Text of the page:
Voting result stirs developers' fears Howard candidates for executive not specific on growth

September 20, 1998|By Gady A. Epstein | Gady A. Epstein,SUN STAFF

The day after Dennis R. Schrader defeated Charles C. Feaga, advocate of developers' property rights, in the GOP primary for Howard County executive, the telephone started ringing in the office of Planning and Zoning Director Joseph W. Rutter Jr.

L Developers were calling, Rutter says, and they were nervous.

"I thought it was rather amusing," says Rutter, who is friendly with Feaga and shares his views on property rights. "They were in such a panic about predictability and development."

The telephone also has been ringing in the home of James N. Robey, a former police chief and the Democratic candidate for executive. Robey says Feaga supporters, including some developers, have been calling him since Tuesday's primary.

"I sense there's an opportunity to talk to a lot of people," says Robey, 57. "A couple of those people that have called have been developers who want to talk to me and see where I stand."

More than a few in the development industry want to see where Robey stands on growth and other issues -- especially Feaga supporters who wonder whether Schrader would protect their interests.

The county executive has broad powers over planning development, and the executive's staffers are crucial gatekeepers for developers' site plans and permit applications.

During Charles I. Ecker's eight years as executive, developers generally have been satisfied with the pace of growth, while residents in some fast-growing regions have complained that the county is building too fast, clogging roads and crowding schools.

Schrader, 45, defeated fellow County Councilman Feaga in large part by tapping that "slow-growth" sentiment, a strategy that irked some developers. He boasted that he knew how to say no to developers and attacked Feaga as "the developers' friend" in a television commercial that ran for several weeks before the primary.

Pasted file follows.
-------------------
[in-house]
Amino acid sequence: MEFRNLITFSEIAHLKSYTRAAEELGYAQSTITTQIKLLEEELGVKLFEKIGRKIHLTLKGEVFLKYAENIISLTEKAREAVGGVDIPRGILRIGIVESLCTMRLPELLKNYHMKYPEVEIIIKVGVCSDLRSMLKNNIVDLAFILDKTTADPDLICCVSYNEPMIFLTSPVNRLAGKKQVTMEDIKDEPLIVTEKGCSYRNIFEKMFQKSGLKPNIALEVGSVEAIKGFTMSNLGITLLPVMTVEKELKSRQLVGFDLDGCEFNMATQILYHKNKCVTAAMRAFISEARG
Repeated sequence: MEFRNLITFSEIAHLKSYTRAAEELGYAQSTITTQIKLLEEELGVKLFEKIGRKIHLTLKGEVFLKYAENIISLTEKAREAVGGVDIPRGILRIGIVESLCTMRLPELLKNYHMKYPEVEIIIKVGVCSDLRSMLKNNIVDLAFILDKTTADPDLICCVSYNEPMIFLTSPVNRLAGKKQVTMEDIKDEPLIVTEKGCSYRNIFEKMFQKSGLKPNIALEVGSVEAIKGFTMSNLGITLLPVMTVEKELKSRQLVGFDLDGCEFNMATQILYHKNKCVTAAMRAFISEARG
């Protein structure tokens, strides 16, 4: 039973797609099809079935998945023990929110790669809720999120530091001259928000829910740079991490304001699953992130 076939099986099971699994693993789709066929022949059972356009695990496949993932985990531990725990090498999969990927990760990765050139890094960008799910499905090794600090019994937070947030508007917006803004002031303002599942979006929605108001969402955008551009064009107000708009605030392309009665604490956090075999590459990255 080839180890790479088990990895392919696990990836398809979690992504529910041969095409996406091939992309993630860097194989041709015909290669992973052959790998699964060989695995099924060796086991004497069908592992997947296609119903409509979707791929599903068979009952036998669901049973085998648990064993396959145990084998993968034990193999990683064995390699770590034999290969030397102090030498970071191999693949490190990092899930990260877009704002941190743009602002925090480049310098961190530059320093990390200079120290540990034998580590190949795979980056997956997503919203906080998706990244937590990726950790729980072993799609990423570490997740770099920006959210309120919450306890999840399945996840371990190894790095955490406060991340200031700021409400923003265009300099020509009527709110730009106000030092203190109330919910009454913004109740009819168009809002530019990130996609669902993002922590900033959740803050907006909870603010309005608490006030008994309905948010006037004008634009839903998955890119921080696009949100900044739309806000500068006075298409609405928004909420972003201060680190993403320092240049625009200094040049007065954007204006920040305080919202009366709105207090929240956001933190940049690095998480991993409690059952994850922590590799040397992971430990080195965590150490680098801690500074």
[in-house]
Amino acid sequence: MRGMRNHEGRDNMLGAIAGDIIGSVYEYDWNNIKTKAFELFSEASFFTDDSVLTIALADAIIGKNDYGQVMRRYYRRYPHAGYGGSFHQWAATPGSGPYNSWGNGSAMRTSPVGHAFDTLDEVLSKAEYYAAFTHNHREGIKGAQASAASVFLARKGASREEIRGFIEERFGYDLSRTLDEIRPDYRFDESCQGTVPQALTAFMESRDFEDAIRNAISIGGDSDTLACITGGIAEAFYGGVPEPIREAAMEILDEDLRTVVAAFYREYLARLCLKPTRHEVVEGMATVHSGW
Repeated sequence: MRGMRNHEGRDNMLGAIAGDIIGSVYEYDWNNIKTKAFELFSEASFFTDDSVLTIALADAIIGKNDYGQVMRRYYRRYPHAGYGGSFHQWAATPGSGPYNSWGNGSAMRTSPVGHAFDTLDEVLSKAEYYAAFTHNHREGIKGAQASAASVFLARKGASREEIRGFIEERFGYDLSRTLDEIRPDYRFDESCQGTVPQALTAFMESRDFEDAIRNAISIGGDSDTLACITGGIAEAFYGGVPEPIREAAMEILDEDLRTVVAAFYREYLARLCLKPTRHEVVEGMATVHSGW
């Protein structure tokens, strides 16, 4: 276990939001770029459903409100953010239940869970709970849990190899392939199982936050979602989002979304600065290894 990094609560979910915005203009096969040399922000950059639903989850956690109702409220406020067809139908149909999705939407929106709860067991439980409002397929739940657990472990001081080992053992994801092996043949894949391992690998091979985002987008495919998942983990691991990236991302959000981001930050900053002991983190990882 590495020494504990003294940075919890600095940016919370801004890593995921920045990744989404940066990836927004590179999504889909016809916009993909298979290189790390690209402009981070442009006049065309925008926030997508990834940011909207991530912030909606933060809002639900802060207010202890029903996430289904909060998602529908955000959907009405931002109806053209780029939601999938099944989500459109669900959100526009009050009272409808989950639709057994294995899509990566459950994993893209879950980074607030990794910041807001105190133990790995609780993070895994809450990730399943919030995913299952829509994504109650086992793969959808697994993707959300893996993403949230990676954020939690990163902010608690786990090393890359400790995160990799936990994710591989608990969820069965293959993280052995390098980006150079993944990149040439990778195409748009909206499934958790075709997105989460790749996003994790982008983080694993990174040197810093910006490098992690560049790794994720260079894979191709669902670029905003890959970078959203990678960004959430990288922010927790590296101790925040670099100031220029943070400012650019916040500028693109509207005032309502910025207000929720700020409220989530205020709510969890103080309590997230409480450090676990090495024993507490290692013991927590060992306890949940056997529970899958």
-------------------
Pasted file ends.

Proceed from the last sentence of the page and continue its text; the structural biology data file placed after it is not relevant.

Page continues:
Schrader's emphasis on commercial development over homebuilding also has troubled some residential developers and contractors, as has his proposal to require studies of how much projects would cost the county in new schools and expanded roads.

Now, even as GOP leaders try to close ranks behind Schrader, developers who backed Feaga say they are open-minded about the executive's race. They praise Robey generally but are unwilling to enlist with his campaign publicly. They might be hedging their bets -- Schrader has momentum and cash, as well as a moderate platform that puts him in good position for the general election. Or they might consider Schrader less of a threat to their interests than his TV commercial would indicate.

"I want to see if those ads continue," says John Liparini, a Feaga supporter who, like many developers, tends to spread his campaign donations among all major candidates. "I don't see Dennis as being a man whose record has been saying no to developers."

Says Steve James, president of CCS Inc., a Reisterstown contractor that works primarily in Howard County on residential projects, "I'd like to hear his answers, because there are certainly some concerns there." James, whose company donated $2,500 to Feaga's campaign, says he considers growth the No. 1 issue in the race.

"There's not enough development," James said. "It's time to sit down and really see how these guys feel about it."

Several builders said they would like to see Schrader tone down what developer Donald Reuwer calls his "divisive" rhetoric on growth.

"Clearly, Dennis, through his pollsters, must feel there's some sentiment out there that's anti-growth," says Reuwer, a registered Democrat but a longtime Feaga voter. "I do not support the idea of making [growth] a divisive issue and misleading the population."

Still, Reuwer said he has not decided whom to vote for in the executive's race.

"I'm even open-minded about Dennis at this point," he says. "I'll look at how the two people define themselves on the issues as they go."

Robey and Schrader's definitions of themselves on growth leave plenty of room for interpretation. They agree when it comes to vague generalizations: Both would "do better" on managing growth; they would take a "balanced" approach to handling development; they say the county needs more commercial development; and they would consider tightening the county public facilities ordinance, which helps govern development.

When it comes to the specifics of how or whether to slow down growth, though, neither candidate can be pinned down.

Schrader, for instance, rode to victory on a campaign advertisement implying he is no friend of developers. But nearly half the money in his campaign at the end of last month came from the development industry, and he stresses in interviews that he is no way against development.

"We've got to have commercial and industrial growth, and we're still going to have residential growth," Schrader says. "But I just want to make sure we look at growth from an economic perspective."

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